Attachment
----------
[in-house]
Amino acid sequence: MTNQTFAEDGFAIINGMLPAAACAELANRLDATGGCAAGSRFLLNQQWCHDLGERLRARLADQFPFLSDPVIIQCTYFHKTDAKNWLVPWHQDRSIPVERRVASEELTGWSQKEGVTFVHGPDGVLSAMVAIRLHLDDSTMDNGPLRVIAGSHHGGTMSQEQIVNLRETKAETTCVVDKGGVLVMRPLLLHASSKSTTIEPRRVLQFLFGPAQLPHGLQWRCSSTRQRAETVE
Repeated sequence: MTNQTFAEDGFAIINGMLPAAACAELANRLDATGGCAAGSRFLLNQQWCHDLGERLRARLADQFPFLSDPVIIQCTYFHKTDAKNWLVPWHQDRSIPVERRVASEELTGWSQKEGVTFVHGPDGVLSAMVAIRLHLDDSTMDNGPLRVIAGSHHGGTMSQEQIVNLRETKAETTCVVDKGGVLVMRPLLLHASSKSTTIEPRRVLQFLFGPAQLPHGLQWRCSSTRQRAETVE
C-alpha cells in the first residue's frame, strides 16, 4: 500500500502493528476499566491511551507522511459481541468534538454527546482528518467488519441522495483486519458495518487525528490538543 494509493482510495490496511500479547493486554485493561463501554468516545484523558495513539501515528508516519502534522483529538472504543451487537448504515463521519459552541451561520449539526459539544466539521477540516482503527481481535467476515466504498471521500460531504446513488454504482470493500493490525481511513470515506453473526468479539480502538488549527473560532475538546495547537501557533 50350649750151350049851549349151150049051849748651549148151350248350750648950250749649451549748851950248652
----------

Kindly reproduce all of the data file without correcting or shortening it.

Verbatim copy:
[in-house]
Amino acid sequence: MTNQTFAEDGFAIINGMLPAAACAELANRLDATGGCAAGSRFLLNQQWCHDLGERLRARLADQFPFLSDPVIIQCTYFHKTDAKNWLVPWHQDRSIPVERRVASEELTGWSQKEGVTFVHGPDGVLSAMVAIRLHLDDSTMDNGPLRVIAGSHHGGTMSQEQIVNLRETKAETTCVVDKGGVLVMRPLLLHASSKSTTIEPRRVLQFLFGPAQLPHGLQWRCSSTRQRAETVE
Repeated sequence: MTNQTFAEDGFAIINGMLPAAACAELANRLDATGGCAAGSRFLLNQQWCHDLGERLRARLADQFPFLSDPVIIQCTYFHKTDAKNWLVPWHQDRSIPVERRVASEELTGWSQKEGVTFVHGPDGVLSAMVAIRLHLDDSTMDNGPLRVIAGSHHGGTMSQEQIVNLRETKAETTCVVDKGGVLVMRPLLLHASSKSTTIEPRRVLQFLFGPAQLPHGLQWRCSSTRQRAETVE
C-alpha cells in the first residue's frame, strides 16, 4: 500500500502493528476499566491511551507522511459481541468534538454527546482528518467488519441522495483486519458495518487525528490538543 494509493482510495490496511500479547493486554485493561463501554468516545484523558495513539501515528508516519502534522483529538472504543451487537448504515463521519459552541451561520449539526459539544466539521477540516482503527481481535467476515466504498471521500460531504446513488454504482470493500493490525481511513470515506453473526468479539480502538488549527473560532475538546495547537501557533 50350649750151350049851549349151150049051849748651549148151350248350750648950250749649451549748851950248652